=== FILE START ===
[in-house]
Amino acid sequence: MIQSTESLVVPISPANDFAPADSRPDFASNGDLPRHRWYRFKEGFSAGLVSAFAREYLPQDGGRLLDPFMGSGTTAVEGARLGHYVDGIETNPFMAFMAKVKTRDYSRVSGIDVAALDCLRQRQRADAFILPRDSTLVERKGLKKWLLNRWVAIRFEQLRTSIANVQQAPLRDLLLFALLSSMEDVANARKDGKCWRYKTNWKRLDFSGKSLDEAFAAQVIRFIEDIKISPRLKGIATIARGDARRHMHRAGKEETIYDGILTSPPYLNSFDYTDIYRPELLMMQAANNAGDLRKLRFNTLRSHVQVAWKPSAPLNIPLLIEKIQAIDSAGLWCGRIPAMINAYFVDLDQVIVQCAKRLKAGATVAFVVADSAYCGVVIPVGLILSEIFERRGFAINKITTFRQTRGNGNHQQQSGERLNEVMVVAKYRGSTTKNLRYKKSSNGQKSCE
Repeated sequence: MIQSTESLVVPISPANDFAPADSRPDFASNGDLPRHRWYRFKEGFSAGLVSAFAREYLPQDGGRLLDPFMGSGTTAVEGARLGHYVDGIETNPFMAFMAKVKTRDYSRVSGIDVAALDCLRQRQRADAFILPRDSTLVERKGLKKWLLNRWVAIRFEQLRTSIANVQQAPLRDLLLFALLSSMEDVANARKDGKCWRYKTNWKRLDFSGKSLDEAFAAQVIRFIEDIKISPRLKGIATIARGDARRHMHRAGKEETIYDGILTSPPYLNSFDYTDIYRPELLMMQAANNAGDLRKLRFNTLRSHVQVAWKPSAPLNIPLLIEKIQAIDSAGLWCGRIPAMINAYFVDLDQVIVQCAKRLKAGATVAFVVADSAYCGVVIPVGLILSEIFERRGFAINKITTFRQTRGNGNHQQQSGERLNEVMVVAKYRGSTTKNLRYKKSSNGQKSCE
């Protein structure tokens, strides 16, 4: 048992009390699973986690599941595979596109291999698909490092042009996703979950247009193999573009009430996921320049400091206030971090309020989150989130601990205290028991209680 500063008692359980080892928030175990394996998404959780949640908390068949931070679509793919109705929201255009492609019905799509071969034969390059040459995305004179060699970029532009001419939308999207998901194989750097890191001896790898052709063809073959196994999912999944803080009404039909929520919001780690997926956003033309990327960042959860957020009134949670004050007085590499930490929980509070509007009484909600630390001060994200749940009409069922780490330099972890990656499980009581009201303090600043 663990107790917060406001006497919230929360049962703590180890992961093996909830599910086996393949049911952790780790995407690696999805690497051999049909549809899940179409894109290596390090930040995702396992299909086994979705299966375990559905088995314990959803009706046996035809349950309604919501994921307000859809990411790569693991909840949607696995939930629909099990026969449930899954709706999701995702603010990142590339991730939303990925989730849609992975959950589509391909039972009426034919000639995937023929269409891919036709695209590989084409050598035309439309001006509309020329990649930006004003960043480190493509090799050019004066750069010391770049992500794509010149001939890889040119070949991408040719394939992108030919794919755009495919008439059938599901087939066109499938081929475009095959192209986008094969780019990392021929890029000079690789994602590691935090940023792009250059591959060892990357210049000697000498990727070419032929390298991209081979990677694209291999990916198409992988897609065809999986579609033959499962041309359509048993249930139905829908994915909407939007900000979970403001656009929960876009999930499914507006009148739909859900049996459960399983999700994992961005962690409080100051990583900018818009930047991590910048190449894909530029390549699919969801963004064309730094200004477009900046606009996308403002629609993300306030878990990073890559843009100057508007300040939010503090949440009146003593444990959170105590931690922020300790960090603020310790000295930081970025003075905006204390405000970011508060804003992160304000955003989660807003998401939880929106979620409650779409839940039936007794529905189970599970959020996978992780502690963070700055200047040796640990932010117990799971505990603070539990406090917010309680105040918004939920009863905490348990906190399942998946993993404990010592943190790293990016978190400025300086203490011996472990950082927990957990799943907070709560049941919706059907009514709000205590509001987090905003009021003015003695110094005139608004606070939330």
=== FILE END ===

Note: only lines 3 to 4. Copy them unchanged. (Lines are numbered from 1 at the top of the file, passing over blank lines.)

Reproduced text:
Repeated sequence: MIQSTESLVVPISPANDFAPADSRPDFASNGDLPRHRWYRFKEGFSAGLVSAFAREYLPQDGGRLLDPFMGSGTTAVEGARLGHYVDGIETNPFMAFMAKVKTRDYSRVSGIDVAALDCLRQRQRADAFILPRDSTLVERKGLKKWLLNRWVAIRFEQLRTSIANVQQAPLRDLLLFALLSSMEDVANARKDGKCWRYKTNWKRLDFSGKSLDEAFAAQVIRFIEDIKISPRLKGIATIARGDARRHMHRAGKEETIYDGILTSPPYLNSFDYTDIYRPELLMMQAANNAGDLRKLRFNTLRSHVQVAWKPSAPLNIPLLIEKIQAIDSAGLWCGRIPAMINAYFVDLDQVIVQCAKRLKAGATVAFVVADSAYCGVVIPVGLILSEIFERRGFAINKITTFRQTRGNGNHQQQSGERLNEVMVVAKYRGSTTKNLRYKKSSNGQKSCE
């Protein structure tokens, strides 16, 4: 048992009390699973986690599941595979596109291999698909490092042009996703979950247009193999573009009430996921320049400091206030971090309020989150989130601990205290028991209680 500063008692359980080892928030175990394996998404959780949640908390068949931070679509793919109705929201255009492609019905799509071969034969390059040459995305004179060699970029532009001419939308999207998901194989750097890191001896790898052709063809073959196994999912999944803080009404039909929520919001780690997926956003033309990327960042959860957020009134949670004050007085590499930490929980509070509007009484909600630390001060994200749940009409069922780490330099972890990656499980009581009201303090600043 663990107790917060406001006497919230929360049962703590180890992961093996909830599910086996393949049911952790780790995407690696999805690497051999049909549809899940179409894109290596390090930040995702396992299909086994979705299966375990559905088995314990959803009706046996035809349950309604919501994921307000859809990411790569693991909840949607696995939930629909099990026969449930899954709706999701995702603010990142590339991730939303990925989730849609992975959950589509391909039972009426034919000639995937023929269409891919036709695209590989084409050598035309439309001006509309020329990649930006004003960043480190493509090799050019004066750069010391770049992500794509010149001939890889040119070949991408040719394939992108030919794919755009495919008439059938599901087939066109499938081929475009095959192209986008094969780019990392021929890029000079690789994602590691935090940023792009250059591959060892990357210049000697000498990727070419032929390298991209081979990677694209291999990916198409992988897609065809999986579609033959499962041309359509048993249930139905829908994915909407939007900000979970403001656009929960876009999930499914507006009148739909859900049996459960399983999700994992961005962690409080100051990583900018818009930047991590910048190449894909530029390549699919969801963004064309730094200004477009900046606009996308403002629609993300306030878990990073890559843009100057508007300040939010503090949440009146003593444990959170105590931690922020300790960090603020310790000295930081970025003075905006204390405000970011508060804003992160304000955003989660807003998401939880929106979620409650779409839940039936007794529905189970599970959020996978992780502690963070700055200047040796640990932010117990799971505990603070539990406090917010309680105040918004939920009863905490348990906190399942998946993993404990010592943190790293990016978190400025300086203490011996472990950082927990957990799943907070709560049941919706059907009514709000205590509001987090905003009021003015003695110094005139608004606070939330």